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CultureZohn: An Electric, Kandy-Kolored Witch's House

04/10/2015 07:52 am ET | Updated Jun 10, 2015

We are still technically both in the periods of Easter and Passover so though I am a bit late due to the distractions of grander constructions, Seders, and the Easter Parade, I feel entirely justified in recommending scooping up this last egg in the basket or hidden Afikomen of electric Kandy Kolored joy (thank you, Tom Wolfe) as it is the best prize one could possibly have and perhaps will make spring come along a bit faster.

There are often what are called show houses on the Upper East Side of New York, where sumptuous but empty dwellings are overtaken by the latest pod of trendy decorators, a way to showcase work and garner attention.

There are also fun houses where distorted mirrors make you fat or thin and slide you around scarily in a vortex you can't exit.

Then there is Disneyland, where candy colored rides and roller coaster thrills meld together.

Somewhere in the midst of all those marvelous things is the supremely delightful Alex Da Corte's Die Hexe (The Witch) at Luxembourg and Dayan, surely the most engaging exhibition to emerge on the upper east side or anywhere in Manhattan in quite a while.

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I don't want to give too much away because the thrill of entering the first dark purply chamber where the velvet lined walls (in strips -- I'd never seen such handiwork) which gives way as you mount the braided rug stairs to the orange confections surrounding plaid orange wall paper and a rocking chair, and then a white shag takes you to a seventies style Story of O-ish den and then a sort of wooden Larder of things that might have been put up yesterday or a hundred years ago, and finally a shiny green morgue which makes any other exit to the afterlife surely pale by comparison... this all will make you dream of hiring Da Corte to do your next makeover if you could ever afford him or at least invite him over for supper to recommend a few choice additions.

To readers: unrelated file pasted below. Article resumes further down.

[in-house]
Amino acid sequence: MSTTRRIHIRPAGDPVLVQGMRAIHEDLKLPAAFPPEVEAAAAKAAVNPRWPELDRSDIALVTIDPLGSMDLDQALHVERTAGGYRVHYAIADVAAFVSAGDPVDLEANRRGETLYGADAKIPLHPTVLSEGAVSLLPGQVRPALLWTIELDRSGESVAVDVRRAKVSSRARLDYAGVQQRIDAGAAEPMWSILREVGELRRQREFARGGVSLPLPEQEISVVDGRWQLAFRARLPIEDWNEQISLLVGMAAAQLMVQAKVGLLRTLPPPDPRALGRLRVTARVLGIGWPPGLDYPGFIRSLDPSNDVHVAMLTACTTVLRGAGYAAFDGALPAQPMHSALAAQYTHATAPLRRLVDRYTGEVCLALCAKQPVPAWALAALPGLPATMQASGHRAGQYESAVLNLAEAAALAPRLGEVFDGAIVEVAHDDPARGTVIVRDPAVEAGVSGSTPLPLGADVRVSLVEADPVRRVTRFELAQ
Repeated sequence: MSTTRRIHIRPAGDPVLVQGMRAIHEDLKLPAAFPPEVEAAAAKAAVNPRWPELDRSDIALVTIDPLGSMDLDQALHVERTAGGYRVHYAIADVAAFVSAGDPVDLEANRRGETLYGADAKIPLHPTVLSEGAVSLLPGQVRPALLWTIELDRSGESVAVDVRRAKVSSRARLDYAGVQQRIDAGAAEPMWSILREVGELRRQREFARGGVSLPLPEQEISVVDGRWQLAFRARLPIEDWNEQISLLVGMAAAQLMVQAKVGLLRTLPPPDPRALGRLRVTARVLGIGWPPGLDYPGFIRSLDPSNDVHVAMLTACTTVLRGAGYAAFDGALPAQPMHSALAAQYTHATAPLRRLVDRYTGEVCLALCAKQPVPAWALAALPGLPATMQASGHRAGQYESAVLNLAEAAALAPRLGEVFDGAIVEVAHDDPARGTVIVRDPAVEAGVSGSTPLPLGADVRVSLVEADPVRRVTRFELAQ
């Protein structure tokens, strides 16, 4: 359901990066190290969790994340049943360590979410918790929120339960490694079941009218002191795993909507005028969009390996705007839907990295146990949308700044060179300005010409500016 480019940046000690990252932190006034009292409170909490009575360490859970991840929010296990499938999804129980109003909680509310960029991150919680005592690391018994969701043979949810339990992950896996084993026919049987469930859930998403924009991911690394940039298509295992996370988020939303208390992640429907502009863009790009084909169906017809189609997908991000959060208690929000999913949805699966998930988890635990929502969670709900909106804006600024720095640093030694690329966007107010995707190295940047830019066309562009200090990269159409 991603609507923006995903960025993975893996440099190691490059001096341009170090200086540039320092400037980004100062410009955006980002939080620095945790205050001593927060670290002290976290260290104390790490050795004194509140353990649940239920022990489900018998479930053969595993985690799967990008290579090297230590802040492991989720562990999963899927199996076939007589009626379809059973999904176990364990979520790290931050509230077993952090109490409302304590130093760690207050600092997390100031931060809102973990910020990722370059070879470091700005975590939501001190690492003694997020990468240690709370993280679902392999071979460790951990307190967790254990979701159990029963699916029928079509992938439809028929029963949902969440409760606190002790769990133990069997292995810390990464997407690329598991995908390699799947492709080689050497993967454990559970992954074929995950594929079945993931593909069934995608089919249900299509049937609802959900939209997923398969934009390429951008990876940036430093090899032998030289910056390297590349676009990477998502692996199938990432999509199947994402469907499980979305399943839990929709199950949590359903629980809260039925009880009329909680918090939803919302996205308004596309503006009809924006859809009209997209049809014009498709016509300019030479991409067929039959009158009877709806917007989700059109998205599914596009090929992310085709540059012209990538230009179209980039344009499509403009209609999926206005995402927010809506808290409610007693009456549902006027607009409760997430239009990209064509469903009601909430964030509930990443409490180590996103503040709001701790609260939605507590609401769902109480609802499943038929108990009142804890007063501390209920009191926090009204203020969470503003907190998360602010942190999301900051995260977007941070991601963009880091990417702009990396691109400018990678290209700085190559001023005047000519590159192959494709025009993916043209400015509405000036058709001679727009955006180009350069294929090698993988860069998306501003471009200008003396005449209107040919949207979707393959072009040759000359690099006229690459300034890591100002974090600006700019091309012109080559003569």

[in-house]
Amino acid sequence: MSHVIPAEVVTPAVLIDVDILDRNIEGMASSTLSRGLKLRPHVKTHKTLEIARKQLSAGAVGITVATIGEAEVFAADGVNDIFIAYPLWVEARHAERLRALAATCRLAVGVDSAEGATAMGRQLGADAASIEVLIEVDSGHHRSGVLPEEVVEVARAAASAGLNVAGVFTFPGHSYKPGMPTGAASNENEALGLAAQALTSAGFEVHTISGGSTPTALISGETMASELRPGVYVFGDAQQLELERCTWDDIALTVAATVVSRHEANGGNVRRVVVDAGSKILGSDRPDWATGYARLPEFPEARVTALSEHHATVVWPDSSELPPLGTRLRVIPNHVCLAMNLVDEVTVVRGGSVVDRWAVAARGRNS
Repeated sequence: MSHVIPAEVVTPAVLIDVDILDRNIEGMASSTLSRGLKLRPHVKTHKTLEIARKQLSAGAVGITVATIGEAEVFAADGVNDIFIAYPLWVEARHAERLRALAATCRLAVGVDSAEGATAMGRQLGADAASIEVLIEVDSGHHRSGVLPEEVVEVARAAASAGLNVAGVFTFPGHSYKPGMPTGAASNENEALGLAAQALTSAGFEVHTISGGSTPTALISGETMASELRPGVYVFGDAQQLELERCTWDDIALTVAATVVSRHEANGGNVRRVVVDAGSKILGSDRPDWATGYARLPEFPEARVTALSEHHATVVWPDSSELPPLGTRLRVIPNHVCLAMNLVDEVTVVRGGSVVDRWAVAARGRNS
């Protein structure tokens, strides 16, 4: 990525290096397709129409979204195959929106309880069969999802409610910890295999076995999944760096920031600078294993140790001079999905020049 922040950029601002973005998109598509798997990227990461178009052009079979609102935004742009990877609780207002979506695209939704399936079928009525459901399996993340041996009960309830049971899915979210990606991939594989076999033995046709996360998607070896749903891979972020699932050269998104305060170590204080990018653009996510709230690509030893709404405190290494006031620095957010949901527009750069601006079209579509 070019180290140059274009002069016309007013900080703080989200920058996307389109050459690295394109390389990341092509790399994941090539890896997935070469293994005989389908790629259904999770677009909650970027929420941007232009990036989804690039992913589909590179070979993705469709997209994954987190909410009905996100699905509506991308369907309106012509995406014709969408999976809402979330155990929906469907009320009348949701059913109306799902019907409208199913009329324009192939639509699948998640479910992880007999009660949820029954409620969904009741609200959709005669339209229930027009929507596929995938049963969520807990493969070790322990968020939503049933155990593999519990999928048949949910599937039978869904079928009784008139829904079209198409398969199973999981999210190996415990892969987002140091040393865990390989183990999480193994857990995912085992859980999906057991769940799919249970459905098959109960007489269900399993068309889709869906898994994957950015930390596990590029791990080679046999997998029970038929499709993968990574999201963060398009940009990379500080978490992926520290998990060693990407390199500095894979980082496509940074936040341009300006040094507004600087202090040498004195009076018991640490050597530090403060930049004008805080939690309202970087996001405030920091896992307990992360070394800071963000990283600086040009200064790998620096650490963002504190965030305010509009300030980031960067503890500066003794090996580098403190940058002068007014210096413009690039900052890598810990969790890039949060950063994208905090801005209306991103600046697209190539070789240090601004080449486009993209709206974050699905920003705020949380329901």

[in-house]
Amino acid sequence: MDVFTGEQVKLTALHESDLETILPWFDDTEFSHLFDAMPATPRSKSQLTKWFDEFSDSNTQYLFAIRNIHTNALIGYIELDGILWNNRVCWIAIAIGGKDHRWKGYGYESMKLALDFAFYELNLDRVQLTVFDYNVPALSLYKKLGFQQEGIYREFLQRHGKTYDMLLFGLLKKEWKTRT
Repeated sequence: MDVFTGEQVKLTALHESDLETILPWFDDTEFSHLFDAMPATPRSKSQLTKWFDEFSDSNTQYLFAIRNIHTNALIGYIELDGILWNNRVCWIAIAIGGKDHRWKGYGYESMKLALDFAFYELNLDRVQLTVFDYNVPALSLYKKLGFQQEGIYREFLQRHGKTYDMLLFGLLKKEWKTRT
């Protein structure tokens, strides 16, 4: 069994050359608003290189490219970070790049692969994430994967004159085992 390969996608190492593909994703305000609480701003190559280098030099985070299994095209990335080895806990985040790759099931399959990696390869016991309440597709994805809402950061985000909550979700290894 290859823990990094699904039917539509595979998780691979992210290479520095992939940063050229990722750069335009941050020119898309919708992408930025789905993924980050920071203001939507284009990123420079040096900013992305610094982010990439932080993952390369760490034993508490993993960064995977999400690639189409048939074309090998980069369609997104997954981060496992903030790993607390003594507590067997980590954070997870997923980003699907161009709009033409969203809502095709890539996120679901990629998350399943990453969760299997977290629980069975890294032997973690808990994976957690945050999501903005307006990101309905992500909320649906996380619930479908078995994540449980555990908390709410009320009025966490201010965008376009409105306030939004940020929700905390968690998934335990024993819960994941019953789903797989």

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By this I do not mean to put him in the same category as a mere decorator. He is an artist, New Jersey-born, who lives in Philadelphia who seems to have come upon this genius combination of media in a way not unlike his creation, assembling and curating a sensibility both in tune with our times which sample other work but also invent new ways of seeing.

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It took five weeks for him to redo almost the entire space at Luxembourg and Dayan with his assemblage of found/purchased/handcrafted/readymade/other artist objects with his small team. Da Corte has a degree in hand drawn animation -- something I know a little about from having interviewed and studied the artists of the Disney Golden Age for Vanity Fair There is a strong connection: perfect lines intersecting with perfect color with a playfulness and narrative that makes it look easy when in fact it is painstaking, extremely laborious work.

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Nearby is Peter Galassi's marvelous installation of vintage photos of artists and their ateliers at Gagosian and Piotr Uklanski's curation of the photos he likes best in the collection of the Met, two other excellent ways to see how artists think and see and process the world around them.

Maybe there's hope and the Upper East Side is not over quite yet. Now if only Da Corte would open a restaurant nearby that stays open after 10 pm...

Hurry,the exhibition closes on Saturday, April 11th.

Installation views of Alex Da Corte, Die Hexe, 2015. Photos by John Bernardo, Courtesy of Luxembourg & Dayan, New York.